Pecresse emerges as favorite to win French center-right presidential ticket

The 103rd Anniversary of the Armistice 11 November 1918 at the Arc de Triomphe in Paris
PHOTO FILE: Paris? President of the Ile-de-France administrative region, Valerie Pecresse arrives to attend the ceremony within the framework of activities to mark the 103rd anniversary of the Armistice Day on 11 November 1918, the end of the First World War, at Khai The Arc de Triomphe in Paris, France, November 11, 2021. Ludovic Marin / Pool via Reuters

December 2, 2021

By Richard Lough

PARIS (Reuters) – Valerie Pecresse, a moderate conservative who served as a minister under former President Nicolas Sarkozy, will be in a favorite pass to be chosen as Les Republicains’ centre-right candidate in the election. French presidential election in April.

Pecresse will face Eric Ciotti, a staunch right winger in the party ranks, in the match. The winner will top the party’s push to return to power for the first time in a decade.

The centre-right, with its roots in Charles de Gaulle, dominated French politics for much of the post-war period but has struggled to heal divisions and restore its identity since the centrist president. President Emmanuel Macron’s 2017 election victory reshaped the political landscape.

In a surprise result in the first round, Ciotti finished first among the five challengers with 25.6% of the votes of the registered members. Pecresse, head of the governing body for the greater Paris region, takes 25%.

However, Pecresse emerged as the frontrunner in the race as three other candidates quickly threw their support behind her. Winner will be announced on Saturday afternoon.

Ciotti entered the race as an inexperienced runner, often seen as an outsider in the party because of his pointless talk about restoring state power and protecting identity. The people of France espoused far-right ideology.

“I want to make sure this campaign is based on the truth, the truth about the decline of this country,” Ciotti told reporters.

Pecresse is more moderate than Ciotti although she and her opponents for the ticket both go further on immigration rights and law and order as voter surveys show a far-reaching right in the general election. system against Macron.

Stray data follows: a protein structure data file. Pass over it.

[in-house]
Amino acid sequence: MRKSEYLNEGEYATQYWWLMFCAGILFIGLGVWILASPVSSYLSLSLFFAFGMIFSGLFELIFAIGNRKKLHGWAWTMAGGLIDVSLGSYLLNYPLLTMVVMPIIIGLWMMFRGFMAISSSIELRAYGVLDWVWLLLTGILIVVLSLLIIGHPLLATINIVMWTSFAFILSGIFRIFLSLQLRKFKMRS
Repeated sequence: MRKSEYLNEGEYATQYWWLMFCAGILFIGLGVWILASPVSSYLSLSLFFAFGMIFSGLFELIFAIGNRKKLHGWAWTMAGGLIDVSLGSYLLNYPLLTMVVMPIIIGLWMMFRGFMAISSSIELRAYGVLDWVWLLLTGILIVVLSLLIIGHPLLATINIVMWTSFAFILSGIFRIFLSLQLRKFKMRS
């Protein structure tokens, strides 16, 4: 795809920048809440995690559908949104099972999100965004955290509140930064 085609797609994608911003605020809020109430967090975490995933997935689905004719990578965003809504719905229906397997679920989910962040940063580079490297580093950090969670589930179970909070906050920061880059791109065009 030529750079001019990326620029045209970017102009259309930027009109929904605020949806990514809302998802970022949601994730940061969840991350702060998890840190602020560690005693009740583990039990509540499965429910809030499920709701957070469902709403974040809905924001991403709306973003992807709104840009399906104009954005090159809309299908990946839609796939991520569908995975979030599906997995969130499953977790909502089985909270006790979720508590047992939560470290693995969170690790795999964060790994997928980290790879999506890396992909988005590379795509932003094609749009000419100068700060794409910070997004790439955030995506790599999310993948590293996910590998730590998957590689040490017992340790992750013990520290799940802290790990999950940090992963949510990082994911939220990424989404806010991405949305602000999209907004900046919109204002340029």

Pecresse said she would halve the number of residence permits for non-EU migrants, strengthen judicial convictions in multi-ethnic areas where police have lost control, raise the retirement age to 65 and cut 200,000 jobs in the public sector.

The candidate’s final test will be to create a void in a crowded field on the right.

Macron’s centrist government has extracted moderate conservatives from the center-right, including his finance minister and former prime minister. It cuts taxes on businesses and the wealthy and infringes on rights in security and immigration matters.

Meanwhile, far-right leader Marine Le Pen has softened the anti-immigrant, monetarist sentiments of her National Rassemblement party to broaden the party’s appeal to traditional centre-right voters. system. Now she finds herself defeated by Eric Zemmour , whose lectures on Islam and migration have polarized the country.

Opinion polls ahead of Les Republicains’ first-round vote show Ciotti will perform the weakest of the five in April’s presidential election, with 6% of voters supporting nationally.

They predict Pecresse will win 10%, behind Macron and two far-right leaders, Le Pen and Zemmour.

Xavier Bertrand, whom voter surveys show would pose the greatest danger to Macron in a spillover vote, was fourth in the Les Republicains poll with 22.4% support.

Macron has not officially announced his candidacy although few analysts doubt he will win. Polls predict he will beat any opponent in the second round voting, but by a smaller margin than the one he gave Le Pen in 2017.

(Reporting by Richard Lough; Editing by Sudip Kar-Gupta, Tassilo Hummel, Angus MacSwan and Mark Heinrich) Pecresse emerges as favorite to win French center-right presidential ticket


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